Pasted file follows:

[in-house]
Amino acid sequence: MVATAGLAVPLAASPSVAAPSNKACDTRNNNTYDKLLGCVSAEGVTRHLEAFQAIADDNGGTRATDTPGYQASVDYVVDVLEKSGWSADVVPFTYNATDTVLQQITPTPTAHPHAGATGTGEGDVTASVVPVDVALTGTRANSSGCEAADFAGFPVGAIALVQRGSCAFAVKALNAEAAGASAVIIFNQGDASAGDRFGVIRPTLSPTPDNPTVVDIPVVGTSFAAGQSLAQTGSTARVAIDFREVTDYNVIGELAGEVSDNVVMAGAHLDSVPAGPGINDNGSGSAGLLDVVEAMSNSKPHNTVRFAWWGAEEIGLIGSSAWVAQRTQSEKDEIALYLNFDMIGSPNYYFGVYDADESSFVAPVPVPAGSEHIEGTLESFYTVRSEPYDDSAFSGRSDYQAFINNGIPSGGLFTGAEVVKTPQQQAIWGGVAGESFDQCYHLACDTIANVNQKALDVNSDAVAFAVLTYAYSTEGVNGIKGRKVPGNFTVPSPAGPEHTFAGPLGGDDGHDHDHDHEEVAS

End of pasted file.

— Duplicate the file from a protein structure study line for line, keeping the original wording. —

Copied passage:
[in-house]
Amino acid sequence: MVATAGLAVPLAASPSVAAPSNKACDTRNNNTYDKLLGCVSAEGVTRHLEAFQAIADDNGGTRATDTPGYQASVDYVVDVLEKSGWSADVVPFTYNATDTVLQQITPTPTAHPHAGATGTGEGDVTASVVPVDVALTGTRANSSGCEAADFAGFPVGAIALVQRGSCAFAVKALNAEAAGASAVIIFNQGDASAGDRFGVIRPTLSPTPDNPTVVDIPVVGTSFAAGQSLAQTGSTARVAIDFREVTDYNVIGELAGEVSDNVVMAGAHLDSVPAGPGINDNGSGSAGLLDVVEAMSNSKPHNTVRFAWWGAEEIGLIGSSAWVAQRTQSEKDEIALYLNFDMIGSPNYYFGVYDADESSFVAPVPVPAGSEHIEGTLESFYTVRSEPYDDSAFSGRSDYQAFINNGIPSGGLFTGAEVVKTPQQQAIWGGVAGESFDQCYHLACDTIANVNQKALDVNSDAVAFAVLTYAYSTEGVNGIKGRKVPGNFTVPSPAGPEHTFAGPLGGDDGHDHDHDHEEVAS